- Berry Health Benefits Network: Blackberries, Blueberries, Black Raspberries, and Strawberries Fact Sheet: Scientists have discovered that berries have the highest antioxidant levels of any other fruit measured in ORAC, including anthocyanins, antioxidants, catchins, dietary fiber, Ellagic acid, fiber, Gallic acid, phytonutrients, quercetin, rutin, salicylic acid, and vitamin c.
- The Poison Control Center: Berries and Seeds: A comprehensive list of inedible berries and seeds found in the wild, including holly, yew, pokeweed, mistletoe, american bittersweet, juniper, dogwood tree, honeysuckle, pyracantha, cotoneaster, and wild strawberries.
- Common Poisonous Plants and Plant Parts: An educational resource on common poisonous plants and plant parts.
- The Police Handbook: Plant Smarts: An extensive list of poisonous plants with detailed photos of each plant, including wisteria, privet, yew, azaleas, holly, hyacinth, rosary pea, oleander, caladium, English ivy, poinsettia, iris, lupine, black locust, oaks, mushrooms, jimsonweed, mistletoe, poke-weed, poison ivy, wild cherry, and potatoes.
- Trees with Attractive Berries, Fruit, and Seeds: An extensive list of tree species that produce edible and inedible berries, fruit, and seeds.
- Phytochemicals (PDF): Berries are chock full of phytochemicals, a natural bio-active compound found in plants that work with other nutrients and fiber to guard against diseases.
- Berry Nutrient Profiles (PDF): Berries have a high antioxidant profile designed to combat disease and aging. In fact, blueberries, cranberries, strawberries, and raspberries are among some of the healthiest fruits available for human consumption.
- Blueberries: The World's Healthiest Foods provides a complete nutrient profile of blueberries, a high potency fruit chock full of antioxidants, free-radical combating compounds used to protect DNA cellular structures in the human body.
- What is Açaí, and Why is it so Great?: Chelsey Feldman discusses the dietary benefits of acai berry for one's health; however, it also delves into the over-hyped suggestions that it alone can promote weight loss.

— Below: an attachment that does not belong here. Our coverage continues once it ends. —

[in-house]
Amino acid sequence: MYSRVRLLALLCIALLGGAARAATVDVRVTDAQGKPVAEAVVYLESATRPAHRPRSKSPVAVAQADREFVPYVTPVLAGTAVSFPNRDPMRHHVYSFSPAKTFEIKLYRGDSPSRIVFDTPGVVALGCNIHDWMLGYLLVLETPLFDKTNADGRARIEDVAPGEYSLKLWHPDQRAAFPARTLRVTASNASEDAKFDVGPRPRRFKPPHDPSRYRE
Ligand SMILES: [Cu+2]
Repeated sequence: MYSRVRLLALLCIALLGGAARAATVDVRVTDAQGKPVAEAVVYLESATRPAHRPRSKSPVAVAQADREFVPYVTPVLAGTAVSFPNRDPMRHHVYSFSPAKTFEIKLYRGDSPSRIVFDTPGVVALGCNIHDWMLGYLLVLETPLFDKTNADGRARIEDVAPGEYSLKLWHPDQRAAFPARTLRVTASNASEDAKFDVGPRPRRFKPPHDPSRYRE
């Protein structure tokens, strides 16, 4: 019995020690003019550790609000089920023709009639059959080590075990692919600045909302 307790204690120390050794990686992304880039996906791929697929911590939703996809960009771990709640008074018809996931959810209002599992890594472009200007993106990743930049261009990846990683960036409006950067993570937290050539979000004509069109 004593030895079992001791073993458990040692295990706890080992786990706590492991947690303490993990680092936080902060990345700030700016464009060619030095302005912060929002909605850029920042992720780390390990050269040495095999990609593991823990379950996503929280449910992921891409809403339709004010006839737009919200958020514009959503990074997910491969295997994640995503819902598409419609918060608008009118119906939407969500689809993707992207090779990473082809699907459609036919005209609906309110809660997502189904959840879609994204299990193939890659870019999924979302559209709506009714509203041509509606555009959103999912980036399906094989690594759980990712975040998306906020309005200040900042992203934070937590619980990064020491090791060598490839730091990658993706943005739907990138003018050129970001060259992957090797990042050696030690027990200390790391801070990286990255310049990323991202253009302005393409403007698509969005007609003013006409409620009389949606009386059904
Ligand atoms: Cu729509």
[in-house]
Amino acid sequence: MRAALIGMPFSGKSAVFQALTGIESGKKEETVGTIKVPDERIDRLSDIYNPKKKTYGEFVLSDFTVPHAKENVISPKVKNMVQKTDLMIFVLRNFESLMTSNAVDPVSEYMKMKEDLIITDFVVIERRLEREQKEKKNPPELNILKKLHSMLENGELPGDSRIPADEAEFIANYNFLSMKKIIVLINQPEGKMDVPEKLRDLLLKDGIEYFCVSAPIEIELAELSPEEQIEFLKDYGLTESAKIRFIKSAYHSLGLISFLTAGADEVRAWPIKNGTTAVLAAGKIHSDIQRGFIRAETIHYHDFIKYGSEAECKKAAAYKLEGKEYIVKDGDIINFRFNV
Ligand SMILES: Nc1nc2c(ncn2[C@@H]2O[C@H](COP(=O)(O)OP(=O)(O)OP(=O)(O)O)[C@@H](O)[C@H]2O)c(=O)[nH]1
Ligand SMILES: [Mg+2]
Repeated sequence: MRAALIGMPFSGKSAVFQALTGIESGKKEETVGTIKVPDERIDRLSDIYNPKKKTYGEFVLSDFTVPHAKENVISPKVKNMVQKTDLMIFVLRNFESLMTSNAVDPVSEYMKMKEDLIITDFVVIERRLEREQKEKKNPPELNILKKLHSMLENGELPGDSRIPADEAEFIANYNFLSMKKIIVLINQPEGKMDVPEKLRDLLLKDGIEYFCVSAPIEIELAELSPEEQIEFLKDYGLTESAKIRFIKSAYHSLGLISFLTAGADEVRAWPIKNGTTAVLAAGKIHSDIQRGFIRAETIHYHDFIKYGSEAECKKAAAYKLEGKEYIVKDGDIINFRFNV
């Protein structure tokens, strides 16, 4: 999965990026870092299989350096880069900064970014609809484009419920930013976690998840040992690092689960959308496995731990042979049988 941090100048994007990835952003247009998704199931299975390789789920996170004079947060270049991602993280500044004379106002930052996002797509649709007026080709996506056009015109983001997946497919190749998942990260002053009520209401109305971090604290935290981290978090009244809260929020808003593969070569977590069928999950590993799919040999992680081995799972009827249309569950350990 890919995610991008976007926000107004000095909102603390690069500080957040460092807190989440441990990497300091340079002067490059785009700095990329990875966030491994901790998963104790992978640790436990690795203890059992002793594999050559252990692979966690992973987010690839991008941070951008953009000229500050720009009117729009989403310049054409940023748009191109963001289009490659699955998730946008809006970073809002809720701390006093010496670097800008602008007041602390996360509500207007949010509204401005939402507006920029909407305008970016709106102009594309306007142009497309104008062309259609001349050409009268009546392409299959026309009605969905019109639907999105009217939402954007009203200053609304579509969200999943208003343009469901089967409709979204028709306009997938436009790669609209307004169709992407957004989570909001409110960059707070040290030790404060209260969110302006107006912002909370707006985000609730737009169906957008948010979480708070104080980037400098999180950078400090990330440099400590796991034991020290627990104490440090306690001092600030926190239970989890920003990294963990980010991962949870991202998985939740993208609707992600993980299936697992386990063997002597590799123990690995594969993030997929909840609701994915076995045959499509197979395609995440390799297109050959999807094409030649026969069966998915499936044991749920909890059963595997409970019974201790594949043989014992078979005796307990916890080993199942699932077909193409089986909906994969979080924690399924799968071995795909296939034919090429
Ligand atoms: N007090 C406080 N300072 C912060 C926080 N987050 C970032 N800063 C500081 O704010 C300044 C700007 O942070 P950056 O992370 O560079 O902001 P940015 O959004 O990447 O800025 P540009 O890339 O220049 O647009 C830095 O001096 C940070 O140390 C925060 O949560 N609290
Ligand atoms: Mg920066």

- Strawberries and More: A web site strictly dedicated to the education of strawberries, including growing methods, combating insects and diseases during harvest, selecting and caring for crops, history and lore, nutrition, recipes, different strawberry farm locations, and various facts centered around strawberries.
- The Blackberry: The blackberry is a deciduous crop that grows better in warmer climates. This abstract paper describes every aspect about blackberries found in Florida, including the various cultivars, site selection and preparation tips, planting and spacing suggestions, pollination background, propagation, fertilization, irrigation, pruning, and harvesting methods.
- Selecting, Preparing and Canning Fruit: Whole Berries: An educational web site providing selection, preparation, and canning methods for whole berries.
- Berries, Grapes & Kiwi: A resource guide providing detailed information regarding berries, grapes and kiwi, including their native culture and landscape, pest control and other related problems, and general practices to grow and preserve these fruits.
- A Bountiful Blueberry: An informative article about the abundance of anti-cancerous benefits of the state's abundant blueberries.
- Food Preservation Series (PDF): A comprehensive document detailing food preservation methods of raspberries, including storage techniques, food safety tips, freezing and canning suggestions.
- Aronia Berries (PDF): A deciduous shrub native to the North East, also known as the black choke berry, contains high levels of anthocyanins and flavonoids. In fact, the concentration of anthocyanins found in aronia berries exceeds the amount found in cranberries.
- Cape Gooseberry: An extensive profile of the fruit called cape gooseberry, including its origins, distribution, pollination, climate, soil, propagation, culture, season, harvesting and yield, storage quality, pest control, food uses, and toxicity levels.
- Freezing Fruits & Berries (PDF): A complete document providing nutrition facts, food pyramid guide, vocabulary, and packaging methods for quality foods.
- Gooseberries and Currants (PDF): An authoritative resource guide on gooseberries, currants, and jostaberries. Including seeding, growing, harvesting, packaging, and preserving these delicate fruits.